‘Every human community in the world has an equal right to a place in the sun’

Kamalesh Sharma

Commonwealth Secretary-General Kamalesh Sharma discusses his hopes for the forthcoming Commonwealth Heads of Government Meeting in Sri Lanka 

The Commonwealth’s Secretary-General is a busy man. Global has managed to get a slot to see him at Marlborough House – the Secretariat’s London headquarters – in between the Kenyan Minister of Foreign Affairs and a reception to commemorate the anniversary of Papua New Guinea’s independence. 

And Kamalesh Sharma is about to get even busier. The biennial Commonwealth Heads of Government Meeting (CHOGM) is just around the corner – it will be the third CHOGM for the Secretary General, who has been in post for six years. It is one of the most important events on the Commonwealth calendar. Is he looking forward to it? 

“I feel energised! I think any Secretary-General should have four CHOGMs in him or her. If they don’t have four CHOGMs in them, they shouldn’t aspire to this position! You are always pursued by the thought: are you doing justice to the membership? I do feel that when my time is up, people will say, well whatever he may or may not have achieved, he was always honest with the organisation.” 

Even before it starts, this CHOGM has been controversial. The venue is to be Colombo in Sri Lanka. But human rights abuses in Sri Lanka – including alleged ‘disappearances’ and war crimes during 16 years of civil war against the Tamil Tigers (see news story on page 89) – have made some Heads of State question whether they ought to be going there. Has Sharma had any qualms about the decision to stick with Colombo?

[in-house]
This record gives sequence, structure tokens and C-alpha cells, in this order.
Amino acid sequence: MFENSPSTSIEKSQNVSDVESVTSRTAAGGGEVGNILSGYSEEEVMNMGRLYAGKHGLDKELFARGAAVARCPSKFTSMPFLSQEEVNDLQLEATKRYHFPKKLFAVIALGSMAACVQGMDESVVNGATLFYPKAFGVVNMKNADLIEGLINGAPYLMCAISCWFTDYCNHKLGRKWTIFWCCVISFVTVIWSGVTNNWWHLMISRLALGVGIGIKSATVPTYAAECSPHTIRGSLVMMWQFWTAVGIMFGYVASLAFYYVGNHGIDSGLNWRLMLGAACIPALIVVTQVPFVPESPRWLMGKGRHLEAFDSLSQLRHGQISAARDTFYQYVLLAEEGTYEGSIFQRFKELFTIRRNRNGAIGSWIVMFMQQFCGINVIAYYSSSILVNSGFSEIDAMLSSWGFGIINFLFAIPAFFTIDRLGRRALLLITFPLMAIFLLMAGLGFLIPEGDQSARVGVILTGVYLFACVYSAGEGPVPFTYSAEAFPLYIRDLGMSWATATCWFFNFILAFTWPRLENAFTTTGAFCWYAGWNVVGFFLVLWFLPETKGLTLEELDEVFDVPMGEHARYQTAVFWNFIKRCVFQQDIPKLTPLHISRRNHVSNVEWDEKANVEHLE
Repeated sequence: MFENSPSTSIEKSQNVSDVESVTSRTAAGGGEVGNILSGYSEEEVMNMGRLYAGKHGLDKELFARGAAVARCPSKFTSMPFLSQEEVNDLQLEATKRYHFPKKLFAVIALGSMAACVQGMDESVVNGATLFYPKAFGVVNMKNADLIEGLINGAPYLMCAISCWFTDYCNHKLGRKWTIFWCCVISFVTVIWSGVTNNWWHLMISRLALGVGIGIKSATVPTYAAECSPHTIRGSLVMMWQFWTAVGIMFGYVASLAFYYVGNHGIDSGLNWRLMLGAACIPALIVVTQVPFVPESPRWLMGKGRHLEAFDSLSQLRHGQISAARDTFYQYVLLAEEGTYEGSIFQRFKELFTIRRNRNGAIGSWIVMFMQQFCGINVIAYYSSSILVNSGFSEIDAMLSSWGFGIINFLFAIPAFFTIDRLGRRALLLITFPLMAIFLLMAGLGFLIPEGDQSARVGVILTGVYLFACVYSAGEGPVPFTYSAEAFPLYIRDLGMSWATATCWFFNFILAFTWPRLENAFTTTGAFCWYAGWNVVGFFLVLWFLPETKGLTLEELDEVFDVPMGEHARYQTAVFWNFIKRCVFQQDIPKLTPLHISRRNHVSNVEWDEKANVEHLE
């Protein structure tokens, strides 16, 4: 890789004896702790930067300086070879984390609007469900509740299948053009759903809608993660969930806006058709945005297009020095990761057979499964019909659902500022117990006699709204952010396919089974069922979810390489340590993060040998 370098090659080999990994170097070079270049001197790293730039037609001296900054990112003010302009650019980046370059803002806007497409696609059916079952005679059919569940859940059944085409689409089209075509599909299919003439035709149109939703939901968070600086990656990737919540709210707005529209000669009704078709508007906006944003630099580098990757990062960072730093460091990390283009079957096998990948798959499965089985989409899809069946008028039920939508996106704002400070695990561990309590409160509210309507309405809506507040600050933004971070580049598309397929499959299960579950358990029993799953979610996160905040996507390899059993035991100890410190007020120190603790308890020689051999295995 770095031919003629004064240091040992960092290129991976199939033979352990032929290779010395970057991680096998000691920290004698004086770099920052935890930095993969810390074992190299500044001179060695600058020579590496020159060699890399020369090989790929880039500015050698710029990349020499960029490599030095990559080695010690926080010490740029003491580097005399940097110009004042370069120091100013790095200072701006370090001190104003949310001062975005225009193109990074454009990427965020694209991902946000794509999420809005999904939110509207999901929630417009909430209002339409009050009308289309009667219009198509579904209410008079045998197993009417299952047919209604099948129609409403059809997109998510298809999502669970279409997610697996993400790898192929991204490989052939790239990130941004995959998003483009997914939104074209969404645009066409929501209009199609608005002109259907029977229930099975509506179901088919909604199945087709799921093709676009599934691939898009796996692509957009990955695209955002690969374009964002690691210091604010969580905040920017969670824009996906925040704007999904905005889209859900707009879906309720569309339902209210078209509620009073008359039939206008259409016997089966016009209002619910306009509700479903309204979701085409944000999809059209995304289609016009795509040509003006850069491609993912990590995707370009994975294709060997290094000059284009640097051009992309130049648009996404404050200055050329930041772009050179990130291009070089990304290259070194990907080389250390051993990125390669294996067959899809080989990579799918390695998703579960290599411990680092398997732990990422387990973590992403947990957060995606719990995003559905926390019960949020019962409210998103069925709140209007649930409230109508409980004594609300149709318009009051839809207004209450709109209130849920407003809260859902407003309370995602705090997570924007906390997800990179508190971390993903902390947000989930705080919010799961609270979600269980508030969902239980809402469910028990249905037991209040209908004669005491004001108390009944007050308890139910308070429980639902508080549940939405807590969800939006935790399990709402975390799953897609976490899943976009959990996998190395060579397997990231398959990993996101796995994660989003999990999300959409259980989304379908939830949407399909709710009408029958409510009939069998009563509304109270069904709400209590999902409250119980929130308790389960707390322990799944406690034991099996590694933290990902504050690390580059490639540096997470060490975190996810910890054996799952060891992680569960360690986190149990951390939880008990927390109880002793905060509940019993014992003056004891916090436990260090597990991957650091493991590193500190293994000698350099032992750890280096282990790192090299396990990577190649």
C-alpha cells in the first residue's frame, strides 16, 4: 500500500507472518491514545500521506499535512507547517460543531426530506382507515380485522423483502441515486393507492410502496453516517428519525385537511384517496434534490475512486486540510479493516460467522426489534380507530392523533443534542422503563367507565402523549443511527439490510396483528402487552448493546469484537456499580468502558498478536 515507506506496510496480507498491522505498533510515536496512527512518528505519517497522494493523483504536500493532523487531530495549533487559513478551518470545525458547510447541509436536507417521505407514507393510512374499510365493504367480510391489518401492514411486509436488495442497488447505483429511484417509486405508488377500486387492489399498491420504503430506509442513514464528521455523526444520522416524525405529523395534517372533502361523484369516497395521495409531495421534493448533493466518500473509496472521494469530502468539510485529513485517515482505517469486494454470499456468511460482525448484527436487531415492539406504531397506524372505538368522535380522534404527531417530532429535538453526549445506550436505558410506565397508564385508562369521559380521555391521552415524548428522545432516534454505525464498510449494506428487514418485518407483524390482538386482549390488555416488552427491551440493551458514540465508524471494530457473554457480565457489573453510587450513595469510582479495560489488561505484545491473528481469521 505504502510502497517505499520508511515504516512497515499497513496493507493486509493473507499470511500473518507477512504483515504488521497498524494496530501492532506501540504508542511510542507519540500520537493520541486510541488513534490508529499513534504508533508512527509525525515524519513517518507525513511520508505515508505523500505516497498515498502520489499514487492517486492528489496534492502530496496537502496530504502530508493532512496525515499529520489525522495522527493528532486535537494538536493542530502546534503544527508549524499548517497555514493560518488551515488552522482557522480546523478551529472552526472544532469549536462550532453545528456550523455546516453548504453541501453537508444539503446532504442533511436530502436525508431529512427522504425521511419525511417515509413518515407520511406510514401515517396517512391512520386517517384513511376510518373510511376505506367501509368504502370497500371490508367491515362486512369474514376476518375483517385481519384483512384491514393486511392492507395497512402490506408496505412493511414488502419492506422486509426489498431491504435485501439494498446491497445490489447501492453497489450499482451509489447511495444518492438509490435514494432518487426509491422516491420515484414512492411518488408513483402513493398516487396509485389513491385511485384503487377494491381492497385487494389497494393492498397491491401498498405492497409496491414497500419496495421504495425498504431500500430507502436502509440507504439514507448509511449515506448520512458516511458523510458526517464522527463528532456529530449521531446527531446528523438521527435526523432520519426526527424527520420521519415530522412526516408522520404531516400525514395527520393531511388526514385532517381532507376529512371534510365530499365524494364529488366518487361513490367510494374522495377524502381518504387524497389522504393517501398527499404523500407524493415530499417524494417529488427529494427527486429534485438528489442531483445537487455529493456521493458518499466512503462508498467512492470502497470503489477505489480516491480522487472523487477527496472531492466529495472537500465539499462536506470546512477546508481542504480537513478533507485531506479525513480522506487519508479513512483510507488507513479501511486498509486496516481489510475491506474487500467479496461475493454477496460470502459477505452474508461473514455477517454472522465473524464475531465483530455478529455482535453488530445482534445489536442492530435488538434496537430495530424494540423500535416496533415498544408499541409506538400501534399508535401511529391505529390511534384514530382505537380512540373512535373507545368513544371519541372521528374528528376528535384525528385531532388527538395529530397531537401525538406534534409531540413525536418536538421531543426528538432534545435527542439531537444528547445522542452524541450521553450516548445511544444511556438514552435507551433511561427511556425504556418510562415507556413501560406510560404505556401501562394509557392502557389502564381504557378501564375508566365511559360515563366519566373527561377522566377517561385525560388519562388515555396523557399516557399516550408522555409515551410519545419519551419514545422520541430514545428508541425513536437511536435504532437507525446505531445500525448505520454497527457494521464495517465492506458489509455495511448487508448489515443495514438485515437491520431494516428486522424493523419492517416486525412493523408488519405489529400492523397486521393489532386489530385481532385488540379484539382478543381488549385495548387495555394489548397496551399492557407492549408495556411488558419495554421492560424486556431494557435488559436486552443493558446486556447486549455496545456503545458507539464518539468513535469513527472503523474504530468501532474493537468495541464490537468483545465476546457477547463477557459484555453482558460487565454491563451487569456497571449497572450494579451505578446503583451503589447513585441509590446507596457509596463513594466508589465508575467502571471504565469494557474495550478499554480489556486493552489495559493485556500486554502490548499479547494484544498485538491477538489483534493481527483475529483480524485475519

“The Commonwealth is about engagement – it can’t be about disengagement,” he says. “We had a round-table here on Sri Lanka where we looked at reconciliation and that was very successful. For the first time in their history, we were able to carry conviction that they should invite a team to observe elections and a team is there now observing elections in the Northern Province. CHOGM, in its own right, is the most important Commonwealth event and all the heads want to do justice to it.” 

The theme of CHOGM 2013 is ‘Growth with equity: inclusive development’. But in today’s Commonwealth, many minority groups face discrimination. Women don’t always have the same rights as men, for example, and homosexuality is still outlawed in some member states. Economic disadvantages are widespread too, with income levels – and incidents of extreme poverty – varying drastically from one country to another. So is inclusiveness realistic? 

“When you talk about marginalised groups, the oldest prejudice of mankind is against women. So you can’t possibly talk about equity and uniting people without talking about what you’re doing with women and young people.”